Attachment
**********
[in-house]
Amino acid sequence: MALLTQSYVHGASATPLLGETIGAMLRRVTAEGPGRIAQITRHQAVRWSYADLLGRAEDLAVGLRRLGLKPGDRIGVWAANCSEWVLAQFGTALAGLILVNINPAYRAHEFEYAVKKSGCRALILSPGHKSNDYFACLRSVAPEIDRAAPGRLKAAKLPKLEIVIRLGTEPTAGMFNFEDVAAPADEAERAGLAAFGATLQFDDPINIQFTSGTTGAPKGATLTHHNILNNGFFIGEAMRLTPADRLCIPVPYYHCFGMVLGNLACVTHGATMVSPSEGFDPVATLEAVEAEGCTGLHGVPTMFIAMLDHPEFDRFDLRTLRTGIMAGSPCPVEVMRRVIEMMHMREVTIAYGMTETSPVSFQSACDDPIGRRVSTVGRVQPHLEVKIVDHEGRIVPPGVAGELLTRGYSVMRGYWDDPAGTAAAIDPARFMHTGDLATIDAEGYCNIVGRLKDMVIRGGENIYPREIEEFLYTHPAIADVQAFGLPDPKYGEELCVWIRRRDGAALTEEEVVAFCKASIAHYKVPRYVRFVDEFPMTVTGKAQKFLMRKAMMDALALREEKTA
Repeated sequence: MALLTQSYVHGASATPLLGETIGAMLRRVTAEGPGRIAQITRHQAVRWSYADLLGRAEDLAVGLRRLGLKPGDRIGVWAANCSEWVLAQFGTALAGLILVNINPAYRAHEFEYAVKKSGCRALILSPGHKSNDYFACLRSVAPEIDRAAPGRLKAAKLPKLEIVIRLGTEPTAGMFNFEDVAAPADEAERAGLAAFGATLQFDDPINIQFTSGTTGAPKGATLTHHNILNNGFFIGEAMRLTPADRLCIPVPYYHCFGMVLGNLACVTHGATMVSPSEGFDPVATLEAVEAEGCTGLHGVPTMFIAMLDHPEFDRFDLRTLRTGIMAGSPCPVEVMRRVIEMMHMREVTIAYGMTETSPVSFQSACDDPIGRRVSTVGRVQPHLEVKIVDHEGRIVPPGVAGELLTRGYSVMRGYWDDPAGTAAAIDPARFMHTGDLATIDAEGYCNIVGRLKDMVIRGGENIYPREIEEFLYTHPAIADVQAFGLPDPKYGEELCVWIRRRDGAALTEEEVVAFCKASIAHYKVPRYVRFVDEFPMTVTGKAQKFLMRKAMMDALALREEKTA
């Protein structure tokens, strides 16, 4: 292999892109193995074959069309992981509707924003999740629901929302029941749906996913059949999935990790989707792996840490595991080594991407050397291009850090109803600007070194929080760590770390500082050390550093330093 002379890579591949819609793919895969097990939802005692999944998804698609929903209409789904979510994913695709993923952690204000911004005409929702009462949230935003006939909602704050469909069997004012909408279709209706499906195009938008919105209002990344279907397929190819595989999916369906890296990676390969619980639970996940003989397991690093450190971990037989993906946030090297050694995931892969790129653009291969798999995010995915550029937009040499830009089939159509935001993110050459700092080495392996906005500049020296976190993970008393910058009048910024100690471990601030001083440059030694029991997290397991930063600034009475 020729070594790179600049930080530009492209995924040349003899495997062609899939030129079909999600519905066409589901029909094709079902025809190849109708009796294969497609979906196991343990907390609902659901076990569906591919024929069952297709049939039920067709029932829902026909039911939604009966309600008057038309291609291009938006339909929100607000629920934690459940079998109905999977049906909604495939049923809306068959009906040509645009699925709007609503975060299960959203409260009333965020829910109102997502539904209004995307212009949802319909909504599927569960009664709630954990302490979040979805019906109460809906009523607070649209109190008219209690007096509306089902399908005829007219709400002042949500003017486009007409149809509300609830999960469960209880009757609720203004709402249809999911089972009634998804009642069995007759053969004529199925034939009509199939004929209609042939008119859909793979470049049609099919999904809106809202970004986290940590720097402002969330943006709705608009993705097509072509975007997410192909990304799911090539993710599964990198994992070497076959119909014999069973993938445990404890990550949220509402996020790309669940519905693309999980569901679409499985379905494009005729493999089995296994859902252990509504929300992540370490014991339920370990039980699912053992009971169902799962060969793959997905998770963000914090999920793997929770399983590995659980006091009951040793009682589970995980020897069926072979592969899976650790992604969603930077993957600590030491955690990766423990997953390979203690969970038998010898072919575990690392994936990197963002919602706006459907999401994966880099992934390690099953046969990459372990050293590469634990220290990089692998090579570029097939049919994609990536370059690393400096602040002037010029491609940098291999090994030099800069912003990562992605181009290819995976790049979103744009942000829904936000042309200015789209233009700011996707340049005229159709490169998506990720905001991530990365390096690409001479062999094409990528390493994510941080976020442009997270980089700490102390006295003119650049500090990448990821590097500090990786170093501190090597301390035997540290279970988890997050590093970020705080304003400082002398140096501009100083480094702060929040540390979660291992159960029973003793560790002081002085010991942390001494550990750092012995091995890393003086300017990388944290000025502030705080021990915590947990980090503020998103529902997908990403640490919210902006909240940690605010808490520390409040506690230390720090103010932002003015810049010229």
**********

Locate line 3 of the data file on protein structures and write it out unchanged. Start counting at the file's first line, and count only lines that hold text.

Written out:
Repeated sequence: MALLTQSYVHGASATPLLGETIGAMLRRVTAEGPGRIAQITRHQAVRWSYADLLGRAEDLAVGLRRLGLKPGDRIGVWAANCSEWVLAQFGTALAGLILVNINPAYRAHEFEYAVKKSGCRALILSPGHKSNDYFACLRSVAPEIDRAAPGRLKAAKLPKLEIVIRLGTEPTAGMFNFEDVAAPADEAERAGLAAFGATLQFDDPINIQFTSGTTGAPKGATLTHHNILNNGFFIGEAMRLTPADRLCIPVPYYHCFGMVLGNLACVTHGATMVSPSEGFDPVATLEAVEAEGCTGLHGVPTMFIAMLDHPEFDRFDLRTLRTGIMAGSPCPVEVMRRVIEMMHMREVTIAYGMTETSPVSFQSACDDPIGRRVSTVGRVQPHLEVKIVDHEGRIVPPGVAGELLTRGYSVMRGYWDDPAGTAAAIDPARFMHTGDLATIDAEGYCNIVGRLKDMVIRGGENIYPREIEEFLYTHPAIADVQAFGLPDPKYGEELCVWIRRRDGAALTEEEVVAFCKASIAHYKVPRYVRFVDEFPMTVTGKAQKFLMRKAMMDALALREEKTA